• quality and performance would be negatively impacted
  • there is not enough work during the periods proposed
  • structural changes are planned
  • additional costs would be a burden
  • the ability to meet customer demand would be negatively impacted.

You can contact our service centre for help if you think your employer has either:

  • not followed the law – for example, has not responded to your request within 10 working days
  • got it wrong when they refused your request to change your working arrangements – for example, they have not used the proper business grounds.

Contact us

If you are not getting what you are entitled to

If you’re not getting what you’re entitled to in the workplace, you should first talk to your employer.

There are also specialist services you can use to help resolve any problems. Information and mediation are available through Employment New Zealand or the Human Rights Commission.

Resolving issues yourselves

Steps to resolve problems

Employment New Zealand

If you are having problems with family violence leave or requesting short-term flexible working, you can complain to Employment New Zealand.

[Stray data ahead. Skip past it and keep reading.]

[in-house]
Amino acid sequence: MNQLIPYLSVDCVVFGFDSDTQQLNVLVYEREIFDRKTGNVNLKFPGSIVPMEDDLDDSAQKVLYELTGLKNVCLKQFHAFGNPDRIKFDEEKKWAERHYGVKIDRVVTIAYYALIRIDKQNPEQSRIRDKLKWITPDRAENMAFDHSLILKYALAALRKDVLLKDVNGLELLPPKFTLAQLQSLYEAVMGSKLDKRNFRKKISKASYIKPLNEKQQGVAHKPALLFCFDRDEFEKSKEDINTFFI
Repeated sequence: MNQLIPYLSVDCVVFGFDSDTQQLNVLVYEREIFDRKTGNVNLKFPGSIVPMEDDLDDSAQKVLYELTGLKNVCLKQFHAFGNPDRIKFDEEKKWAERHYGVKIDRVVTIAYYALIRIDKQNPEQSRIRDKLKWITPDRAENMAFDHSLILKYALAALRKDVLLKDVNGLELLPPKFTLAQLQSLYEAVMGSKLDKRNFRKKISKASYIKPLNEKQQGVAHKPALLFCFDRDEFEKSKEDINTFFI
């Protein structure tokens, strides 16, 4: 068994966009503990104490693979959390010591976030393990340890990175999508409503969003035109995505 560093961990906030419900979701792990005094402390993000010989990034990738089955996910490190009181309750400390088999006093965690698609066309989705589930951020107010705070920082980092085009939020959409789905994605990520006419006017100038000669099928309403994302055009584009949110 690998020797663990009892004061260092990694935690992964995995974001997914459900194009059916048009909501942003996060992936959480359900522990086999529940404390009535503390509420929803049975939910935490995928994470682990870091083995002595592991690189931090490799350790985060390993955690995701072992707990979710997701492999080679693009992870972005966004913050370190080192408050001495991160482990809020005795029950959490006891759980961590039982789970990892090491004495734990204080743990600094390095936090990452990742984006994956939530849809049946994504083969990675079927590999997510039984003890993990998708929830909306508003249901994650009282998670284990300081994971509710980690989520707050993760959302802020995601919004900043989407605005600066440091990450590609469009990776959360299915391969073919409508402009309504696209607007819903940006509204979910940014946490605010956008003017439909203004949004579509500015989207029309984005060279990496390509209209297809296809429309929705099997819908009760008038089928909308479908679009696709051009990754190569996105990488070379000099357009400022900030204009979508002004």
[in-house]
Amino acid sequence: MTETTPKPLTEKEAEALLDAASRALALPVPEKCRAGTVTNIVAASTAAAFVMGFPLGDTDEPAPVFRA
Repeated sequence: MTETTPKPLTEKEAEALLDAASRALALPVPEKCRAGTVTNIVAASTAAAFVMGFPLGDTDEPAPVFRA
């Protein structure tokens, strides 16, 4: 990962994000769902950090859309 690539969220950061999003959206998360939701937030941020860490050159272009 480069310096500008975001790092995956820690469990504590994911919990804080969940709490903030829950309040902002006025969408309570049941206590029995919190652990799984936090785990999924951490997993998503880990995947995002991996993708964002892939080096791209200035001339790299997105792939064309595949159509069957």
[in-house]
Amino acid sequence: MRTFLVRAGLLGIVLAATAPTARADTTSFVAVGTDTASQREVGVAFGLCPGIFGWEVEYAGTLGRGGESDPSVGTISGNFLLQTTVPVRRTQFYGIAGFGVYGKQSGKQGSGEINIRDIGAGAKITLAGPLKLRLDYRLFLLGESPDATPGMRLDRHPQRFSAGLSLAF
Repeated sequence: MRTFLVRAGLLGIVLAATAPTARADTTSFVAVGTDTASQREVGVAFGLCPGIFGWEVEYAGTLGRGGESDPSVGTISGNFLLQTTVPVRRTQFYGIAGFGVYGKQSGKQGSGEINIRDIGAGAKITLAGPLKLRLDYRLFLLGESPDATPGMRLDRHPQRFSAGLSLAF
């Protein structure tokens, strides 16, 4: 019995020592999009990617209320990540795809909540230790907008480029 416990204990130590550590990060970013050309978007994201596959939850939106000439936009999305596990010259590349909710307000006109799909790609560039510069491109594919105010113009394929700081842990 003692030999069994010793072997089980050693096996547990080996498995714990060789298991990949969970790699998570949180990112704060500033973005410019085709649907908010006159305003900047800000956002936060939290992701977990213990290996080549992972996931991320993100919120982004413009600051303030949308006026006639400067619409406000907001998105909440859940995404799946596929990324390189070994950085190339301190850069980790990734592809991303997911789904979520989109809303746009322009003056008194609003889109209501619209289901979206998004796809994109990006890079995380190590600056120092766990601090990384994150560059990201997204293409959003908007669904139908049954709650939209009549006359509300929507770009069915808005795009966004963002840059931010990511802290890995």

If you think you have been treated adversely (badly or unfairly) in the workplace because of family violence, you should raise a personal grievance with your employer, within 90 days.

Personal grievances

Contact us

Human Rights Commission

The Human Rights Commission can help with adverse treatment in a wider range of employment situations, including people who are not usually covered by Employment New Zealand. For example, as well as employees, they cover:

  • voluntary workers
  • self-employed workers
  • pre-employment situations.

Human Rights Commission(external link)

Going to a decision-maker

If mediation fails to resolve a personal grievance or a complaint, you can take your case to the Employment Relations Authority (ERA) or the Human Rights Review Tribunal (HRRT). These are specialist decision-makers, like a court, that find facts, apply the law and make reasoned, binding decisions.

The ERA deals with employment law. The HRRT deals with human rights law. When an employee chooses 1, they cannot then take their case to the other.

Employment Relations Authority

If you choose the ERA, you must contact them within:

  • 6 months about short-term flexible working arrangements
  • 12 months about family violence leave.

They will need to get in touch with Employment New Zealand first.

Employment Relations Authority(external link)

Human Rights Review Tribunal

If you choose the HRRT, you should contact them within 12 months of experiencing the problem you wish to complain about. You will need to get in touch with the Human Rights Commission first.

Making a complaint - Human Rights Commission(external link)